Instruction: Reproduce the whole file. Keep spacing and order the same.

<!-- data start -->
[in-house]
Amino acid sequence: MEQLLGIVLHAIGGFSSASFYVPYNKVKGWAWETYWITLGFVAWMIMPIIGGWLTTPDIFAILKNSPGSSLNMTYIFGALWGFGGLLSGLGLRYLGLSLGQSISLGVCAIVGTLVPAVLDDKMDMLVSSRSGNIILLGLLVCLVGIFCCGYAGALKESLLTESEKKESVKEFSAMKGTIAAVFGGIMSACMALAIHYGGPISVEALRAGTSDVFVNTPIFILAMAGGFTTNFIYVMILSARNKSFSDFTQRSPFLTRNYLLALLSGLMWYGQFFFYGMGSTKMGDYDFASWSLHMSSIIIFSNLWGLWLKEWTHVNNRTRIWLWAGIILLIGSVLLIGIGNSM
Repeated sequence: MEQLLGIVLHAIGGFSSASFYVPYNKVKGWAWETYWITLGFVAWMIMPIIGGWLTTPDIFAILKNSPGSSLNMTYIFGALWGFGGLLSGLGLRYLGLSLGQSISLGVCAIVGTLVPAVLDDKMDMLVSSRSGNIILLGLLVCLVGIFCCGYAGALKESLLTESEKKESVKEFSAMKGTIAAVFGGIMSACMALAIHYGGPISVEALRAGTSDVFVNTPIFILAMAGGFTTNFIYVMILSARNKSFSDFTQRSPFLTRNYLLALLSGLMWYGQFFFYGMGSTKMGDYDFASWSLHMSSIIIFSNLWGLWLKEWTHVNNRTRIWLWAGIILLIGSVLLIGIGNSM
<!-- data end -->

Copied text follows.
[in-house]
Amino acid sequence: MEQLLGIVLHAIGGFSSASFYVPYNKVKGWAWETYWITLGFVAWMIMPIIGGWLTTPDIFAILKNSPGSSLNMTYIFGALWGFGGLLSGLGLRYLGLSLGQSISLGVCAIVGTLVPAVLDDKMDMLVSSRSGNIILLGLLVCLVGIFCCGYAGALKESLLTESEKKESVKEFSAMKGTIAAVFGGIMSACMALAIHYGGPISVEALRAGTSDVFVNTPIFILAMAGGFTTNFIYVMILSARNKSFSDFTQRSPFLTRNYLLALLSGLMWYGQFFFYGMGSTKMGDYDFASWSLHMSSIIIFSNLWGLWLKEWTHVNNRTRIWLWAGIILLIGSVLLIGIGNSM
Repeated sequence: MEQLLGIVLHAIGGFSSASFYVPYNKVKGWAWETYWITLGFVAWMIMPIIGGWLTTPDIFAILKNSPGSSLNMTYIFGALWGFGGLLSGLGLRYLGLSLGQSISLGVCAIVGTLVPAVLDDKMDMLVSSRSGNIILLGLLVCLVGIFCCGYAGALKESLLTESEKKESVKEFSAMKGTIAAVFGGIMSACMALAIHYGGPISVEALRAGTSDVFVNTPIFILAMAGGFTTNFIYVMILSARNKSFSDFTQRSPFLTRNYLLALLSGLMWYGQFFFYGMGSTKMGDYDFASWSLHMSSIIIFSNLWGLWLKEWTHVNNRTRIWLWAGIILLIGSVLLIGIGNSM